U.S. energy envoy Amos Hochstein urged southeast European states to build new gas links and focus on smaller projects to curb reliance on supplies from Russia, rather than blockbuster pipeline deals.
Countries in the region such as Hungary, Serbia and Croatia are looking to boost energy security following the collapse of the Kremlin-backed South Stream gas project that would have carried Russian gas through a pipeline bypassing Ukraine.
An alternative floated by Moscow, the region's dominant supplier, would be Turkish Stream. It would pump gas originally planned for South Stream into Turkey and then possibly north into southeast and central Europe via new gas links.
"It is hard for me to understand the difference between Turkish Stream and South Stream, outside the name and a slight deviation of the route," Hochstein told an energy conference Thursday.
He said the region, which depends on Russia for almost all its gas, faced risks by looking for "easy magic bullets" that distract attention from separate, smaller projects.
Hochstein said Russia would remain a "critical player" in European gas supplies, but other energy sources and routes were needed to boost security.
He said improvements in infrastructure were needed, possibly with European Union help, to ensure gas from elsewhere gets to the region. The Trans Adriatic Gas Pipeline, for instance, is scheduled to carry Azeri gas to Europe by 2020.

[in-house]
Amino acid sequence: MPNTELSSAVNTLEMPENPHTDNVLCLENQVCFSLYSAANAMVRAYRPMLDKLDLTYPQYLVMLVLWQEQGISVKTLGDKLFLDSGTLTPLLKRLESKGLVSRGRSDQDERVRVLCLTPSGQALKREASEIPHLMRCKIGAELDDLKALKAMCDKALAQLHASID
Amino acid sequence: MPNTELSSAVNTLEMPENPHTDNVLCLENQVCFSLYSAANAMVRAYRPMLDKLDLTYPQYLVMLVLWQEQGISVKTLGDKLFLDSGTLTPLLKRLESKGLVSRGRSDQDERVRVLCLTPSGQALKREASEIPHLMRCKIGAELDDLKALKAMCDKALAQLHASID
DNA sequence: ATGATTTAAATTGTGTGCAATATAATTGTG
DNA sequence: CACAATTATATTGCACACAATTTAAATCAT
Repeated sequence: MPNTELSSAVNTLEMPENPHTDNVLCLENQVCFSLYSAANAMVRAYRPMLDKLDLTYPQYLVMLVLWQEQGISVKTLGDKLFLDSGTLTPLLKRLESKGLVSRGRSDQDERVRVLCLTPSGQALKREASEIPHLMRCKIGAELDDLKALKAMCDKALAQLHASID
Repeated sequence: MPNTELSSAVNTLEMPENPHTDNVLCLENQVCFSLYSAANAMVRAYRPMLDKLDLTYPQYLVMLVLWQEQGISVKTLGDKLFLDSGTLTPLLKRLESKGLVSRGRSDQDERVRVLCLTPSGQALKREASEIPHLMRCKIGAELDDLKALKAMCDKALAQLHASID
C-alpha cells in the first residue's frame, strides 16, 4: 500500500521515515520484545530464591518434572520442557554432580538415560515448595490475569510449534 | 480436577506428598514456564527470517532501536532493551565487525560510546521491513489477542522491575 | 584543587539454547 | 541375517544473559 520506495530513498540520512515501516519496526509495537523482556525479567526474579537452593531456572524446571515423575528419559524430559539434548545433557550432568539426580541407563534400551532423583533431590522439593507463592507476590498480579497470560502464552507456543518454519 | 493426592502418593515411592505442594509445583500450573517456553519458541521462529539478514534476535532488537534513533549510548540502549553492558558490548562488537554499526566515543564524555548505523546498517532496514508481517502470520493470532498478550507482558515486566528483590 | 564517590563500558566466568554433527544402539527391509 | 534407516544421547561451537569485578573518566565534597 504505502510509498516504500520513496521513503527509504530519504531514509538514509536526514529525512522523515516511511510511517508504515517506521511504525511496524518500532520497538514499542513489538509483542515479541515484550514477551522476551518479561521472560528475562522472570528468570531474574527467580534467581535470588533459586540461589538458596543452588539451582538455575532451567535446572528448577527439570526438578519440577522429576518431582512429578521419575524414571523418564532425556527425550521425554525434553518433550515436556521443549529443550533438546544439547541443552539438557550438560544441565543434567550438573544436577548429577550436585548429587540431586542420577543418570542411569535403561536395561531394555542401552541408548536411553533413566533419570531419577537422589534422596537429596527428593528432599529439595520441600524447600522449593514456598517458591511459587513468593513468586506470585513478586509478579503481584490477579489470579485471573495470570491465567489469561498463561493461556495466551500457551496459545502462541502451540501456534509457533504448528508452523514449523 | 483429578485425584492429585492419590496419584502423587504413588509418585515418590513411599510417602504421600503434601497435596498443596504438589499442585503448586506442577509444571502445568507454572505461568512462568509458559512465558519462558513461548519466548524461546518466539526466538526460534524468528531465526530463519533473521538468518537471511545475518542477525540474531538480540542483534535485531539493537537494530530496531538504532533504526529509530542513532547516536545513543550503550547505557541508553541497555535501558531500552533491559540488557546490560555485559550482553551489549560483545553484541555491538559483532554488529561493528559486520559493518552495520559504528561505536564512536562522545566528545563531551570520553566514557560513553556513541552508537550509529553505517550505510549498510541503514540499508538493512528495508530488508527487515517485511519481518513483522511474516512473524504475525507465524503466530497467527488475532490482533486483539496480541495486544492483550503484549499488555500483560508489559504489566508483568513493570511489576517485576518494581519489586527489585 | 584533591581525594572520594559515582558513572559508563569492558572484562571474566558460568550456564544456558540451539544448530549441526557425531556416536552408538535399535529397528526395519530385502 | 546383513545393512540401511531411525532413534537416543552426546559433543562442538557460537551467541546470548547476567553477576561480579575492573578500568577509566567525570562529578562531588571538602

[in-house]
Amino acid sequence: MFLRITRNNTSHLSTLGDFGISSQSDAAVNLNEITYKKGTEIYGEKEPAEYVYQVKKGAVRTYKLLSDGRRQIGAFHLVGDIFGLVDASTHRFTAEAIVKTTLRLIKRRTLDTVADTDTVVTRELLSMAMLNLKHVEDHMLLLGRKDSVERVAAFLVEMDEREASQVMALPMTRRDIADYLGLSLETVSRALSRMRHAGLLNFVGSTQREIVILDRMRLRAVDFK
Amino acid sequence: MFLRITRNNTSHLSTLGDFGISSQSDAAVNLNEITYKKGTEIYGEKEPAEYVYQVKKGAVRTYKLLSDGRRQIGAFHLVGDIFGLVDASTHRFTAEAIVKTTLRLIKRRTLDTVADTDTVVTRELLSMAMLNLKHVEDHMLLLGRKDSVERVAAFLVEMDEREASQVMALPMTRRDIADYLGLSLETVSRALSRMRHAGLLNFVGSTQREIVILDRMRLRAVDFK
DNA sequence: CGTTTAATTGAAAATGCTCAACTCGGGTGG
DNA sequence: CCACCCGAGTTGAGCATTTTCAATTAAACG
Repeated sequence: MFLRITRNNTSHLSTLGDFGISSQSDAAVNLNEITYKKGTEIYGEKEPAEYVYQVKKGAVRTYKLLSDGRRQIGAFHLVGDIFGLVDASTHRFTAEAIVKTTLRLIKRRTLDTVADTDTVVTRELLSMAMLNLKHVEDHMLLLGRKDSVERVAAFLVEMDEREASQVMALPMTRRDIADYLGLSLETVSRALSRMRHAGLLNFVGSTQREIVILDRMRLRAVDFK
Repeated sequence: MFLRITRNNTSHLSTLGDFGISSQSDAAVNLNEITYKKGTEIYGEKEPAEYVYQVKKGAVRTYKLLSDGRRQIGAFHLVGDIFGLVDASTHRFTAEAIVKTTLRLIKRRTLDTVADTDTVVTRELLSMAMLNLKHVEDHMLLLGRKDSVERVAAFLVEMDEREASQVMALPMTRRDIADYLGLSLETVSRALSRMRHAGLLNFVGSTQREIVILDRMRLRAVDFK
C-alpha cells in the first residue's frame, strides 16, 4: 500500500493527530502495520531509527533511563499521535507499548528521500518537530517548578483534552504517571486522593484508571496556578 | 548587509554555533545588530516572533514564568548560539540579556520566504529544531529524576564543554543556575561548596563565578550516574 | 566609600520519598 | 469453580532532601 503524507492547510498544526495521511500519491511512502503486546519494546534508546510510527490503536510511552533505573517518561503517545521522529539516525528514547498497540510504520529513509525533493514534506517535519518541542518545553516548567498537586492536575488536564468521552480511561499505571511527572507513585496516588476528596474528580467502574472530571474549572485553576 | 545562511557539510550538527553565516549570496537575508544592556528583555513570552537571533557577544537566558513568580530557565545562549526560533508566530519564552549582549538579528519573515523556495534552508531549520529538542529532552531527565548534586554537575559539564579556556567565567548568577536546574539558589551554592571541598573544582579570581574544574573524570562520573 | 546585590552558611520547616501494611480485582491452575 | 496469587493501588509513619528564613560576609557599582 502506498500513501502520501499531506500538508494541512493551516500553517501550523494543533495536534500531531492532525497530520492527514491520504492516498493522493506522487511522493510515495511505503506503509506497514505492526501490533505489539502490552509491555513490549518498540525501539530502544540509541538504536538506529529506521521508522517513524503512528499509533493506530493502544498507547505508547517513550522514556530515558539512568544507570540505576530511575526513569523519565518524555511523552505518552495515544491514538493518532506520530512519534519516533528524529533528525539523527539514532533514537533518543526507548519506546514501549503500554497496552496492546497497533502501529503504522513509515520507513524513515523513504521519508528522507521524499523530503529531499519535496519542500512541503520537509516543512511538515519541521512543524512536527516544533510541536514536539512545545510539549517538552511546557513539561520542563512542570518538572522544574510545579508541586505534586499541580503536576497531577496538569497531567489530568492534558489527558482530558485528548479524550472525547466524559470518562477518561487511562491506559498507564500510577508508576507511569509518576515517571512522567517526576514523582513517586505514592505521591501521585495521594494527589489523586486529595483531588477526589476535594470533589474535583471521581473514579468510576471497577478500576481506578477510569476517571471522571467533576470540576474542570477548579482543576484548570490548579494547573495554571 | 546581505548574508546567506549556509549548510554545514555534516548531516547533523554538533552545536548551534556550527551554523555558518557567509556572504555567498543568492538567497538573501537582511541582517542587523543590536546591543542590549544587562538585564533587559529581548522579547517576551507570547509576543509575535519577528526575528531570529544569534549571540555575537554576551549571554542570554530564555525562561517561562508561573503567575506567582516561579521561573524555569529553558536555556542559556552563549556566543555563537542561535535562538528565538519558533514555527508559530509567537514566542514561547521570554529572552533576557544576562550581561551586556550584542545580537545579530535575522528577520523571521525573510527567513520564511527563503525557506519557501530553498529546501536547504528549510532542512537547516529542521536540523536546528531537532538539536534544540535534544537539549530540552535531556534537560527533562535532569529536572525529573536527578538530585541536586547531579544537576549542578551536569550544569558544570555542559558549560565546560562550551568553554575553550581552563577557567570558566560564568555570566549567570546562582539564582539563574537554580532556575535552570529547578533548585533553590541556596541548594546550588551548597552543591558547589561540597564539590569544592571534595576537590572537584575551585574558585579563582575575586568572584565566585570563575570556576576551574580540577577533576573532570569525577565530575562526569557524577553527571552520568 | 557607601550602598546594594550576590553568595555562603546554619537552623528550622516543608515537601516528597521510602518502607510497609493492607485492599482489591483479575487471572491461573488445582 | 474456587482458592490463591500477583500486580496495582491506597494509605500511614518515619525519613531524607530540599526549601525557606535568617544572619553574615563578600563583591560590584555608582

Connections between Greece, Bulgaria and north into Romania, Hungary and Serbia via pipelines capable of so-called reverse flows of gas would be far cheaper than rival "mega projects" and are "eminently doable," Hochstein said.
He said U.S. officials have had several discussions with the new Greek government about putting a floating liquefied natural gas terminal in Thessaloniki, so the link between Greece and Bulgaria does not depend on the Southern Corridor project.
The Southern Corridor is designed to improve the security of the European Union's energy supply by bringing natural gas from the Caspian region.
Hochstein also urged Croatia to build an liquefied natural gas terminal on Krk island, which he said should be a top priority for Europe.
"If you get the combination of the support that the EU can give, that's where the banks will come in, and some American companies as well as other companies are going to come in," he said. "I think Krk island is closer today to becoming a reality."